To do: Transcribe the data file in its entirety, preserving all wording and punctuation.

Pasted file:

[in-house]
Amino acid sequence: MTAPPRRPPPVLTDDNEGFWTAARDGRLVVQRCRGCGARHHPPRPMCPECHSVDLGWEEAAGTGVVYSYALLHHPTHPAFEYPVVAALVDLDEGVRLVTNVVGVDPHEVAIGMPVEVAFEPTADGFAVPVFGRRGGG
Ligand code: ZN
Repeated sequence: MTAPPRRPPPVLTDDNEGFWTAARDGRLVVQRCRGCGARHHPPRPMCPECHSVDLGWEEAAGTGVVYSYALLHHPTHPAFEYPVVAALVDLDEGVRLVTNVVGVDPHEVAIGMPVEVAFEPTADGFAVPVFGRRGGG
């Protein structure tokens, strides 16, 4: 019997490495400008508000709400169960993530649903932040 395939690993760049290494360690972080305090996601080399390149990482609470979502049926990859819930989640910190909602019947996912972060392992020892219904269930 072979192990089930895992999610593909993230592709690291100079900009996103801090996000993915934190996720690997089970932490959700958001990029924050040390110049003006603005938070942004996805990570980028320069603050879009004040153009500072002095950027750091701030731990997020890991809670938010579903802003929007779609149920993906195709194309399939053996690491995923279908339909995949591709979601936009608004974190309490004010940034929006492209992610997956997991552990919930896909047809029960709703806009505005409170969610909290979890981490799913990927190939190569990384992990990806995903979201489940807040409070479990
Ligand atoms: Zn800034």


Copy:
[in-house]
Amino acid sequence: MTAPPRRPPPVLTDDNEGFWTAARDGRLVVQRCRGCGARHHPPRPMCPECHSVDLGWEEAAGTGVVYSYALLHHPTHPAFEYPVVAALVDLDEGVRLVTNVVGVDPHEVAIGMPVEVAFEPTADGFAVPVFGRRGGG
Ligand code: ZN
Repeated sequence: MTAPPRRPPPVLTDDNEGFWTAARDGRLVVQRCRGCGARHHPPRPMCPECHSVDLGWEEAAGTGVVYSYALLHHPTHPAFEYPVVAALVDLDEGVRLVTNVVGVDPHEVAIGMPVEVAFEPTADGFAVPVFGRRGGG
């Protein structure tokens, strides 16, 4: 019997490495400008508000709400169960993530649903932040 395939690993760049290494360690972080305090996601080399390149990482609470979502049926990859819930989640910190909602019947996912972060392992020892219904269930 072979192990089930895992999610593909993230592709690291100079900009996103801090996000993915934190996720690997089970932490959700958001990029924050040390110049003006603005938070942004996805990570980028320069603050879009004040153009500072002095950027750091701030731990997020890991809670938010579903802003929007779609149920993906195709194309399939053996690491995923279908339909995949591709979601936009608004974190309490004010940034929006492209992610997956997991552990919930896909047809029960709703806009505005409170969610909290979890981490799913990927190939190569990384992990990806995903979201489940807040409070479990
Ligand atoms: Zn800034």